Is it possible that the same same hesitancy to make contact with those around us, the same tendency to stay within ourselves to the point of avoiding eye contact with those we don’t know, the same proliferation of technologies that conflate smart-phone delivered bubble-text with meaningful dialogue,  are behaviors that provide fertile ground for suspicion and fear of those who we don’t allow into our emotional space?


And yet, it is easy for us to suspend our much needed sense of isolation when it comes down to the relationships that are truly important to us.

When we hear the news of family members encountering serious illness or tragedy, the first thing we are pushed to do is the find them and embrace them, holding onto them, hoping in some way to move their pain onto our own burden.

Is it even possible to think of a parent who can’t hug a son or daughter as they get married, celebrate the joy of parenthood, welcome their return upon military deployments, or welcome their triumph over health challenges?

But while I am not an expert on Scripture, I do not recall any of Jesus’ examples that call us to connect only with those who we know and like.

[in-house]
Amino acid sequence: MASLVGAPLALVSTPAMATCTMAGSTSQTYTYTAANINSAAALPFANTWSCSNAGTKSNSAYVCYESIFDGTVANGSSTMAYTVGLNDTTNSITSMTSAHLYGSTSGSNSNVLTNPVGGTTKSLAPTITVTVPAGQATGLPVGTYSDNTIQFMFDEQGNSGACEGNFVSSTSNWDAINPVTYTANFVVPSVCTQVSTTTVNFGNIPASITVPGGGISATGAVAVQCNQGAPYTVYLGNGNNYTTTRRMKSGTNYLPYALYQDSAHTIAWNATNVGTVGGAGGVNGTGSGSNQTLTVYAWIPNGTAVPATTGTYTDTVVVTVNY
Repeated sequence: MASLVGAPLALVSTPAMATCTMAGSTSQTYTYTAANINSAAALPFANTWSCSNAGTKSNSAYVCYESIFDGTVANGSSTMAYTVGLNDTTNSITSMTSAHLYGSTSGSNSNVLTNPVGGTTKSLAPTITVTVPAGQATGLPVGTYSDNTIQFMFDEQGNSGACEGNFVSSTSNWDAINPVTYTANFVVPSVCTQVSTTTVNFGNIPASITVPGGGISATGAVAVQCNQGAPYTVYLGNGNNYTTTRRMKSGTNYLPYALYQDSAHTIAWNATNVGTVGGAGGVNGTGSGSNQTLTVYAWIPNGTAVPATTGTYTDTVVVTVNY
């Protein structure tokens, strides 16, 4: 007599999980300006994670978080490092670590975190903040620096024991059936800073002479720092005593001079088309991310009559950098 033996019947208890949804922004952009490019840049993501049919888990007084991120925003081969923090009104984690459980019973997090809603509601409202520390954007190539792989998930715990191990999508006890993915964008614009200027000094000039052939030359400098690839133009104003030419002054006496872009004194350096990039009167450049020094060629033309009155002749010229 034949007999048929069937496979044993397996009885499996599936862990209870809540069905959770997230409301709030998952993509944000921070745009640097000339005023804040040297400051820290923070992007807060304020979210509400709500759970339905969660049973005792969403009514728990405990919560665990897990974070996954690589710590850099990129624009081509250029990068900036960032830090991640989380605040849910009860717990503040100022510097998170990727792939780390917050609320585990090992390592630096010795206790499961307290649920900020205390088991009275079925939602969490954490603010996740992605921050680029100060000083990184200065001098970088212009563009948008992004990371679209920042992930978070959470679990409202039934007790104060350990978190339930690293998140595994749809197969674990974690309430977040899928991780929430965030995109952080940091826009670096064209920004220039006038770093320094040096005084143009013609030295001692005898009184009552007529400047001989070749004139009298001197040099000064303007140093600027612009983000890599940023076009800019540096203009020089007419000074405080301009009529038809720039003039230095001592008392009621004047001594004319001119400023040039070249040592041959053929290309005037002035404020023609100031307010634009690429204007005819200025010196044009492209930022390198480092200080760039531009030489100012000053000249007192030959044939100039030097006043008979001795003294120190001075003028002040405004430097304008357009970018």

As I visit my 94 year old dad at his care facility run by the Brothers of Mercy, I am moved when I see some of the elderly residents become disoriented or afraid, and witness the brief miracle that happens when a staff member simply reaches out to gently pat their hand. Just that simple gesture of touch seems to do wonders for those confronting the fear of circumstances beyond their control.

During a recent visit to my dad and a couple of ladies (the average age being somewhere north of 88) at his dinner table, we had a lively chat that included a fair number of good-natured jokes poked at each other. As I stood up to leave, one of the ladies looked up and asked, “Can I have a hug?” I don’t know what moved me more, the need she had for a brief moment of human-ness, or the privilege I felt in having a practical stranger ask me for the gift of a gentle embrace.